-Those that attended LocalU noted how refreshing and useful it was to actually hear from Google themselves about the realities of Local. In fact at both SMX Advanced and LocalU applause broke out spontaneously several times when the discussion of Google local support came up. Now thats a change. (Its about time. Nice to see Google finally growing up. )
The joke was that perhaps some day soon Matt Cutts would be referred to as the Joel Headley of Web Search.
And the required caveat: Google is one of the sponsors of LocalU (although not this one).
June 21, 2013
As Dave Rodecker pointed out the other day in his comments on the roll-out of the Local Carousel, the ranking algo that Google is using is the same location prominence algo used in the current/old Google Maps. There does not appear to be any blended/organic influences in the results that I have looked at so far and the ranking matches pin for pin in both Maps and the 7-Pack display for the same search results. This pattern has held true across every search that I have examined so far.
That being said, it is not at all clear to me that a first, left position is all that advantageous and the jury is still out as to user behaviors with this new display. It is likely that clicks will be more evenly distributed.
A comparison of Carousel, 7-Pack and Map ranking on the query “Pool Hall NY NY”
1-Traditional Location prominence factors of citations, reviews, branded links etc are more important than pure web rank.
2- It also means that if you have a strong ranking web page for the same search it will also show. And for those users that move down to the organic results that will be very important. Authorship in this context would be hugely valuable.
3- The photo is going to have a huge impact on click through.
4- Given that Google might choose a different photo than you provided it is necessary to be sure that ALL of your photos around the web are as good as possible.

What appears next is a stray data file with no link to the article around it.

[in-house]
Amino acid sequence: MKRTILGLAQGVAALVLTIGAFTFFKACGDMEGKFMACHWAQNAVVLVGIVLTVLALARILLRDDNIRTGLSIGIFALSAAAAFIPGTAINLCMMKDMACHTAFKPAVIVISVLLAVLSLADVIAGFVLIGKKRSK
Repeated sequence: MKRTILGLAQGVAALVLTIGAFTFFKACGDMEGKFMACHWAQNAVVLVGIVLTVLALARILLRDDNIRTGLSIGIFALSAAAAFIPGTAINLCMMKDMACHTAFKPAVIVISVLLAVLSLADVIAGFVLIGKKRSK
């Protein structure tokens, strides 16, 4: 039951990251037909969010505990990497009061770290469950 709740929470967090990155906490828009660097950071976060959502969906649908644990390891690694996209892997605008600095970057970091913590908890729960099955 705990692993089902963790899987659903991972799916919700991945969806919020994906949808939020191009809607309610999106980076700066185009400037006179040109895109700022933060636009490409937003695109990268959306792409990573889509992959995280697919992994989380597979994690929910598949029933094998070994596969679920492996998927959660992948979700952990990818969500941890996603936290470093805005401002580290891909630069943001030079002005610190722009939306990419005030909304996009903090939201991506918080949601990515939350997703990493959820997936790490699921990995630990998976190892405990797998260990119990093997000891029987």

June 20, 2013
It would appear that the new Local Carousel will show up to 20 listings if there that many in any given market. But how few will it show? It seems that the answer is five listings. And at five they look weird on the screen. If there are fewer than five available to display then the results retain a traditional 1, 2, 3 or 4 pack display.
To determine the limit as to when the carousel would show I queried on the non category search “pool hall + geo” in a range of city sizes across NY State. I made the following searches (plus a few more) to find results displaying each number of results up to 5 and beyond. I was unable to find a search for pool hall that resulted in a 20 listing Carousel.
Depending on the screen resolution less or more black will display when only 5 or 6 results are showing. The first image is on a 1330 x 1000 display (typical of the average user – 46% of users have this size or smaller screens) and the second is the 1920 x 1200 pixels(7% of screens) display of my 24″ iMac. Both have a disconcerting amount of black in the displays and are both visually very distracting. Where is Steve Jobs when we need him….oh wrong company.
5 Listing Carousel on 1330 x 1000 pixel monitor. Click to view at actual size.
The new Google Local Carousel provides a striking design at the top of the SERPS that not only provides significant eye candy and for some users a click attractant but also leaves little room below for the display of many organic results. This is true on very large screens but is even more so on a typical home screen or in searches categories that are ad heavy and Google displays two ads below the carousel.
The display arrangement offers a huge opportunity (or pitfall as the case may be) to achieve hight visibilty at the expense of local competitors. Or a huge incentive for local businesses to start taking out Adwords.
Once someone starts clicking through the images and Google returns the branded results with ads just below the carousel, anyone who hasn’t taken out Adwords on their brand runs the risk of their search being disrupted by a more visible local competitor. This has always been true but in the limited geography available with the carousel the competitor ad becomes a highly visible obstacle for any local business.
At home I have a not untypical 1440 x 900 pixel display (~60% of all displays are this size or smaller). Compare these two branded results for “singing lessons Chicago“. Stacy, the soprano, went to the length of keyword spamming her business name and managed to achieve visibility in the carousel. However she not only neglected to add a photo (and this carousel highlights the importance of a good one) but left the ad space to a competitor that is taking full advantage. Takleson’s on the other hand advertised on the keyword, their brand AND on competitor’s names.
PS On the issue of how users are behaving with this new display see this interesting research by Mike Ramsey: 10 Random People’s Reactions To Google Local Carousel
Stacy the Soprano branded result – click to view larger
No photo, Taklesons Ad